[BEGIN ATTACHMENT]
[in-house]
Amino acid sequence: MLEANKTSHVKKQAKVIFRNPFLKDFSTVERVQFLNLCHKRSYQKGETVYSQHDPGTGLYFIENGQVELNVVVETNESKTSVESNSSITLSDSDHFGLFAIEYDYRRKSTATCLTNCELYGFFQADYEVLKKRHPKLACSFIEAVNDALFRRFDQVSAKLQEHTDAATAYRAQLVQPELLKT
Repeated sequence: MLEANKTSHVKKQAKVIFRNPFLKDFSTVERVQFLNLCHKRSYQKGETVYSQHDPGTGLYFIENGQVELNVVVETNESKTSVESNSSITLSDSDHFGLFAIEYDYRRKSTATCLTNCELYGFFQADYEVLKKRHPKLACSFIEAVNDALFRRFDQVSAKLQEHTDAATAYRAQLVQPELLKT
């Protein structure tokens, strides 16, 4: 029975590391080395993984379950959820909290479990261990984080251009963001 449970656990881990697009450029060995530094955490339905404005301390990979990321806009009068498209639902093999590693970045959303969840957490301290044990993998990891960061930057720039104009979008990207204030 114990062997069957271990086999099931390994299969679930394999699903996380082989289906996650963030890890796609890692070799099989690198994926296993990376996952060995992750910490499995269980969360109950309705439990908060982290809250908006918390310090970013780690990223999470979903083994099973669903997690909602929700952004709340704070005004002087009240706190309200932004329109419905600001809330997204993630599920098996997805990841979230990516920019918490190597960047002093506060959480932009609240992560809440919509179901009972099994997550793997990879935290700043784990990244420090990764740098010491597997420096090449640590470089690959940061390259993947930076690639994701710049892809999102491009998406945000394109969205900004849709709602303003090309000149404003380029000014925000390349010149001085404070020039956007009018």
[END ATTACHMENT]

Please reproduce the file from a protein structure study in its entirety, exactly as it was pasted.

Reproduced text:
[in-house]
Amino acid sequence: MLEANKTSHVKKQAKVIFRNPFLKDFSTVERVQFLNLCHKRSYQKGETVYSQHDPGTGLYFIENGQVELNVVVETNESKTSVESNSSITLSDSDHFGLFAIEYDYRRKSTATCLTNCELYGFFQADYEVLKKRHPKLACSFIEAVNDALFRRFDQVSAKLQEHTDAATAYRAQLVQPELLKT
Repeated sequence: MLEANKTSHVKKQAKVIFRNPFLKDFSTVERVQFLNLCHKRSYQKGETVYSQHDPGTGLYFIENGQVELNVVVETNESKTSVESNSSITLSDSDHFGLFAIEYDYRRKSTATCLTNCELYGFFQADYEVLKKRHPKLACSFIEAVNDALFRRFDQVSAKLQEHTDAATAYRAQLVQPELLKT
């Protein structure tokens, strides 16, 4: 029975590391080395993984379950959820909290479990261990984080251009963001 449970656990881990697009450029060995530094955490339905404005301390990979990321806009009068498209639902093999590693970045959303969840957490301290044990993998990891960061930057720039104009979008990207204030 114990062997069957271990086999099931390994299969679930394999699903996380082989289906996650963030890890796609890692070799099989690198994926296993990376996952060995992750910490499995269980969360109950309705439990908060982290809250908006918390310090970013780690990223999470979903083994099973669903997690909602929700952004709340704070005004002087009240706190309200932004329109419905600001809330997204993630599920098996997805990841979230990516920019918490190597960047002093506060959480932009609240992560809440919509179901009972099994997550793997990879935290700043784990990244420090990764740098010491597997420096090449640590470089690959940061390259993947930076690639994701710049892809999102491009998406945000394109969205900004849709709602303003090309000149404003380029000014925000390349010149001085404070020039956007009018």